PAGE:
In 19th century Philippines, there weren’t too many choices when people were bored, had nothing else better to do and needed to pass the time. A common, everyday scene was of people playing panguingue, a rummy-like gambling card game developed in the western United States where 440 cards are used and two to eight people can play.
Panguingue was so popular, Filipinos sitting at tables playing this card game appeared in the art of the 19th century. The men are often wearing striped or solid Barong Tagalog or camisa de chino, solid or patterned pants, and western hats or putong (head wraps). The women are portrayed in solid or patterned baro’t saya (blouse and skirt). By today’s standards, people may think this was “dressed up” or dressing formally. But, wearing barongs and baro’t saya back then was as everyday as this game.
“Ynterior de una casa de tabla y caña y un reunion de Panguingui” by Jose Honorato Lozano circa 1857. A group of seven in barongs, patterned pants and baro’t saya play the card game in an upper class home.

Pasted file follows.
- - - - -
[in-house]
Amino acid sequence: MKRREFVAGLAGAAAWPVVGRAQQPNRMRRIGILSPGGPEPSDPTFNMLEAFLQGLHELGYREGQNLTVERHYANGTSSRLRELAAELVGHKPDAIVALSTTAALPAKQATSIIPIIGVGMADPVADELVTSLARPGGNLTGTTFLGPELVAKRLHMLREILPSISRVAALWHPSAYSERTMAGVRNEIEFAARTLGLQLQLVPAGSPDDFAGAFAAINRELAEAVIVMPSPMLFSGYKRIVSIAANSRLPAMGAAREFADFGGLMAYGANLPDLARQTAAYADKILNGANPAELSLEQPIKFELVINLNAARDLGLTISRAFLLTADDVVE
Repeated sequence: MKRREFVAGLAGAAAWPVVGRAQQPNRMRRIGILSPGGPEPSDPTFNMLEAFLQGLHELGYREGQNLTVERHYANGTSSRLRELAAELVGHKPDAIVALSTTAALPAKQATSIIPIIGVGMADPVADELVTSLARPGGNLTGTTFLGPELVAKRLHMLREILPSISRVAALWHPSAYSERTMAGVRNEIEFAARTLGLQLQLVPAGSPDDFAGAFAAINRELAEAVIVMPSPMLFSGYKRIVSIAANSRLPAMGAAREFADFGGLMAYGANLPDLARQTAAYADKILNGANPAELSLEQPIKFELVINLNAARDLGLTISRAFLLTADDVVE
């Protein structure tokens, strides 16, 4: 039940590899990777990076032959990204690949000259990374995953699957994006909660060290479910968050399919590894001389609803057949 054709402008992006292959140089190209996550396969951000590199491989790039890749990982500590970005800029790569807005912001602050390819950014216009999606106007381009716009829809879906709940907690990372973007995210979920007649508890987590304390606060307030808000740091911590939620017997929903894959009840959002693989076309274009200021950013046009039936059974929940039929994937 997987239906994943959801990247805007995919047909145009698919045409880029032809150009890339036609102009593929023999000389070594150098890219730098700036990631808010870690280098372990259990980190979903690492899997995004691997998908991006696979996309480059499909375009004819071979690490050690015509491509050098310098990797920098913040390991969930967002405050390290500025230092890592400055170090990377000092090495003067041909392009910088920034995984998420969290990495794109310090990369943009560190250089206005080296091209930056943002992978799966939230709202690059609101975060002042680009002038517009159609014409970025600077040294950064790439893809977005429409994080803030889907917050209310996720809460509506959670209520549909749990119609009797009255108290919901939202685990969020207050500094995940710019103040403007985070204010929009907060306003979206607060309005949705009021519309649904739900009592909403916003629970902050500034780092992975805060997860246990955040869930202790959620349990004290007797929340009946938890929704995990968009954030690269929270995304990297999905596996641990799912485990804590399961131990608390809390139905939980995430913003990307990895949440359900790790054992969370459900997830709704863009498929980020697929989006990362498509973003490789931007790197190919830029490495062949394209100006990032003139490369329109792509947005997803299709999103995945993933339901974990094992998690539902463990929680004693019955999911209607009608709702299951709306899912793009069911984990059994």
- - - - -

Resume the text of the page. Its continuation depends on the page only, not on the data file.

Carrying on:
“Juegos de villar y panguingue de los indios” by Jose Honorato Lozano circa mid to late 19th century. A large recreation room with native Filipinos playing billiards in the rear to the right and two simultaneous games of panguingue in the foreground to the left. The men are in their barongs, and the women in baro’t saya.
“Panguingue” by Jose Taviel de Andrade circa late 1800’s. A very realistic and detailed depiction of a panguingue session at a home. The men are in white barongs or camisa de chino, pants and hats, and the women are in baro’t saya. You can see the details of the clothes of the woman in the foreground - her plaid skirt, striped baro, with pañuelo (kerchief or scarf), tapis (over skirt) and abaniko (fan).